Acting TSA Administrator Darby LaJoye told lawmakers Tuesday that the agency has faced “tremendous challenges” in the COVID-19 era as he testified before the House Homeland Security Subcommittee on Transportation and Maritime Security on security trends, staffing, and TSA infrastructure updates.
He thanked the Transportation Security Administration workforce, noting that on Thursday, July 1, TSA screened 2,147,090 people, which is slightly more than the 2,088,760 travelers screened on Thursday of the Fourth of July weekend in 2019. LaJoye said that daily airport passenger volumes are finally nearing, and occasionally exceeding, pre-pandemic levels as more people are getting vaccinated and travel restrictions are easing around the world.
LaJoye said TSA anticipated this increase, hence the concerted recruitment effort this past winter to hire the support needed to handle these increasing volumes throughout the remainder of the year. “We also took additional measures such as converting part-time employees to full-time, increasing employee overtime, and adjusting shifts to support airline schedules. TSA is also utilizing several monetary incentives to retain our valued workforce and ensure adequate staffing levels,” he said.
“Those efforts are already paying dividends. Over the July 4th holiday travel period, TSA screened more than 10.1 million passengers, with 98 percent waiting less than 20 minutes in standard lanes and 97 percent waiting less than five minutes in TSA PreCheck® lanes. More importantly, there were no major security incidents impacting the transportation sector.”
The increase in passengers has unfortunately also meant a rise in unruly passengers at TSA checkpoints across the country and onboard aircraft. It is of great concern that these incidents have risen at a much higher rate than would have been expected.
“Since the beginning of the pandemic, there have been over 70 physical assaults on TSA officers and 3,600 inflight disturbances. Before the pandemic, in 2019, there were 1,230 inflight disturbances, which was approximately two incidents per one million passengers screened. Preliminarily, as of early July 2021, there have been 2,838 inflight incidents thus far in 2021, which is approximately 12 incidents per one million passengers screened. This shows a dramatic increase in the number of incidents onboard aircraft, which occur for a variety of reasons, many of which are mask-related, frequently leading to agitated passengers who at times have become violent towards fellow passengers and the flight crew,” LaJoye said, adding that TSA’s industry partners have also reported an increase in assaults across other modes of transportation as well.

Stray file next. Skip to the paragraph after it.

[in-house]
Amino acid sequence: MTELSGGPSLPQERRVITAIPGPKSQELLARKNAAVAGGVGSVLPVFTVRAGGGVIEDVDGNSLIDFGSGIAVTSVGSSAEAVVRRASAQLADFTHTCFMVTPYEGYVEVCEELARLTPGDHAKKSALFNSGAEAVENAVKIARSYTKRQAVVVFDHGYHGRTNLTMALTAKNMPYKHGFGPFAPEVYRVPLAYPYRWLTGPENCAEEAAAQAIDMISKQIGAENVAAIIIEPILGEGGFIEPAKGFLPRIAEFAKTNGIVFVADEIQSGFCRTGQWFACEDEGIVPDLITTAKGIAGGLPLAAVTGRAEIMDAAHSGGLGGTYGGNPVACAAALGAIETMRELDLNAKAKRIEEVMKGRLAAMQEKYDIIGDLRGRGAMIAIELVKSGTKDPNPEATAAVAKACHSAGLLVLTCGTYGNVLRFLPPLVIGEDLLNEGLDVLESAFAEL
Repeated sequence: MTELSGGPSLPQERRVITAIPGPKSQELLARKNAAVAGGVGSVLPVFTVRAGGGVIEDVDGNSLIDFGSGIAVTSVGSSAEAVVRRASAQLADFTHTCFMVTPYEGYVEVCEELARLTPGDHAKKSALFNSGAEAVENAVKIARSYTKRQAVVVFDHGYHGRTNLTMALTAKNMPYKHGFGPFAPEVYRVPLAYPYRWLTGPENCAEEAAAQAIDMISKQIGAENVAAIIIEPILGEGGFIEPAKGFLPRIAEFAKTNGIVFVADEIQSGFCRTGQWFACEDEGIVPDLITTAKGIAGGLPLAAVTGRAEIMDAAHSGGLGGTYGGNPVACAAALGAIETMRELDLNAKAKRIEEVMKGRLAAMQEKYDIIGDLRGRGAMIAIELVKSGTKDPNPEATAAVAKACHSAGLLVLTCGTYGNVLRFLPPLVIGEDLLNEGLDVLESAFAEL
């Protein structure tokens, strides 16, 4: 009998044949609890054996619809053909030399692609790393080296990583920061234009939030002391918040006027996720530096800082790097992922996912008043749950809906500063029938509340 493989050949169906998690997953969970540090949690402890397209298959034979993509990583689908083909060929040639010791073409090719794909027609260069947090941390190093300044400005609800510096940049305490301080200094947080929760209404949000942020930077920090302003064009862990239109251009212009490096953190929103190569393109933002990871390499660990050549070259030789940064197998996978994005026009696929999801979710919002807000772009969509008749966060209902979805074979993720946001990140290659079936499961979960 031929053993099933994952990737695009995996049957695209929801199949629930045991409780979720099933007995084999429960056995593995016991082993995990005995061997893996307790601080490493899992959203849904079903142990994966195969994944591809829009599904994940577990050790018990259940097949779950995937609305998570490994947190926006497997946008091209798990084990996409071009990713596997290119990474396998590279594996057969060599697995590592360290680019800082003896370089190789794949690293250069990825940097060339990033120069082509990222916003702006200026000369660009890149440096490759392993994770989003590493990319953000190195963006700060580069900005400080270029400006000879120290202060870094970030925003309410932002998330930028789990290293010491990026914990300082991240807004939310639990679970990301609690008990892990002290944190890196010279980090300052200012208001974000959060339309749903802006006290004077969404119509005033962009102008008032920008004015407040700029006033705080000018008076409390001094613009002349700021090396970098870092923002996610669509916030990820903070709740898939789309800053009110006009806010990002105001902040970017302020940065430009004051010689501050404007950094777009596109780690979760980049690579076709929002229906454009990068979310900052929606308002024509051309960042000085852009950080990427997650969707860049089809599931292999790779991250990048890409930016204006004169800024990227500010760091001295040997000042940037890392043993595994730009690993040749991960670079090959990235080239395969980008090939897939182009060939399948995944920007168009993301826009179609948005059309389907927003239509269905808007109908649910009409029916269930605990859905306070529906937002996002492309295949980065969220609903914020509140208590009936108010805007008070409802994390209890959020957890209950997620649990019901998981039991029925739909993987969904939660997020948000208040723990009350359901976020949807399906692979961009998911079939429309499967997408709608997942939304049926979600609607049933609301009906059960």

TSA also continues to detect firearms on passengers and in carry-on bags at checkpoints at an alarming rate. LaJoye revealed that as of early July, TSA detected 2,807 firearms in 2021, 85 percent of which were loaded. “In 2020, TSA officers discovered a total of 3,257 firearms on passengers or in their carry-on bags at checkpoints, which was approximately 10 firearms per million passengers screened,” he said. “Comparatively, in 2019, the number was about five firearms per million passengers screened.”
Back in May, LaJoye said that the number of repeat offenders is “exceedingly low,” indicating that it is a lack of awareness rather than willful ignorance that is driving the numbers. To increase awareness on the requirements for properly transporting firearms, TSA has enhanced communication and outreach efforts with the public and stakeholders. “In February 2021, TSA published updated Enforcement Sanctions Guidance increasing the suggested civil penalty ranges TSA may impose,” he said. “For first-time violations, TSA can impose a fine of up to $10,000 if the firearm is loaded.”
LaJoye said that air travelers coming to checkpoints for the first time since before the pandemic may see some changes in the security technology they encounter. “Throughout the pandemic, TSA worked in close partnership with DHS Science and Technology to accelerate deployment of state-of-the-art technologies, such as Computed Tomography (CT), Credential Authentication Technology (CAT), and On-Person Screening enhancements. These technologies and enhancements represent significant advancements from current equipment used for identity verification and the screening of accessible property, reduce overall contact during screening, and improve the passenger experience,” he said.
“As of early July 2021, TSA has deployed 300 CT systems at 141 airports and four laboratories, as well as 1,053 CAT units at 119 airports and two laboratories. The continued investment of FY21 appropriated funds supports the procurement and deployment of additional systems CT and CAT systems that will include smaller airports.”
In addition to checkpoint technologies, LaJoye said TSA’s biometric technology pilots have shown the potential for modern identity technology to “enhance security effectiveness, improve operational efficiency, and yield a more streamlined passenger experience in the post-pandemic travel era.”
“Along with biometrics development, digital credentials, such as mobile driver’s licenses and digital passports, are becoming increasingly common,” the administrator said. “To further support the touchless experience at the checkpoint, TSA is actively exploring the integration of a mobile driver’s license and other digital credential authentication capability with CAT-2 to process digital identity information and verify a person’s identity at the airport checkpoint.”